GOD


Good Friday

This video is made about some awsome Orthodoxy. This video goes through a lot of different Christian Orthodox churches from all around the world. Some pictures of Christian Orthodox churches are from nations like Serbia, Greece, Russia, Syria, Georgia, Armenia, Ukraine, Jordan, India, Japan, Ethiopia and lots more…Also, some famous Christian Orthodox individuals!

And you will love the Music…
Happy Holidays
~The Baby Boomer Queen~

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Original Events of Good Friday

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Main articles: Passion (Christianity), Death and resurrection of Jesus, and Sayings of Jesus on the cross

A Good Friday procession in Bombay by Indian Roman Catholics, depicting the Way of the CrossJesus Christ, having been arrested in the Garden of Gethsemane by the Temple Guards through the guidance of Judas Iscariot, is brought to the house of Annas, who is father in law of the current high priest, Caiaphas. There he is interrogated with little result, and sent bound to Caiaphas the high priest, where the Sanhedron had assembled (John 18:1-24).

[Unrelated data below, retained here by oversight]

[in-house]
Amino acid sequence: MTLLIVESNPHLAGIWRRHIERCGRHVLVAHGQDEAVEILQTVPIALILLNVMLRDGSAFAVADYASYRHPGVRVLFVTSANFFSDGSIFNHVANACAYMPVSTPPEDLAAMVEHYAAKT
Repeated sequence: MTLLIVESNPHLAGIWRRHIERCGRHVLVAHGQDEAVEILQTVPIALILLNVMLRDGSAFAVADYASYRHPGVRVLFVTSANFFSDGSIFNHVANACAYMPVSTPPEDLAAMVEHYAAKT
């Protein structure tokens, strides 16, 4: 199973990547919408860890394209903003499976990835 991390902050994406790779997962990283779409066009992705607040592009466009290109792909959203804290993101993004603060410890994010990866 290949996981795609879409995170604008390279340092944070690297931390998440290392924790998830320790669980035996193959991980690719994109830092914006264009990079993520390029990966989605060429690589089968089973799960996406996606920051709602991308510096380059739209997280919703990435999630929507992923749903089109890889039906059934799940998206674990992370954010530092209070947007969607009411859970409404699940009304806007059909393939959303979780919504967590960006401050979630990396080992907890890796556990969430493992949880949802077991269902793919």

Conflicting testimony against Jesus is brought forth by many witnesses, to which Jesus answers nothing. Finally the high priest adjures Jesus to respond under solemn oath, saying “I adjure you, by the Living God, to tell us, are you the Anointed One, the Son of God?” Jesus testifies in the affirmative, “You have said it, and in time you will see the Son of Man seated at the right hand of the Almighty, coming on the clouds of Heaven.” The high priest condemns Jesus for blasphemy, and the Sanhedron concurs with a sentence of death (Matthew 26:57-66).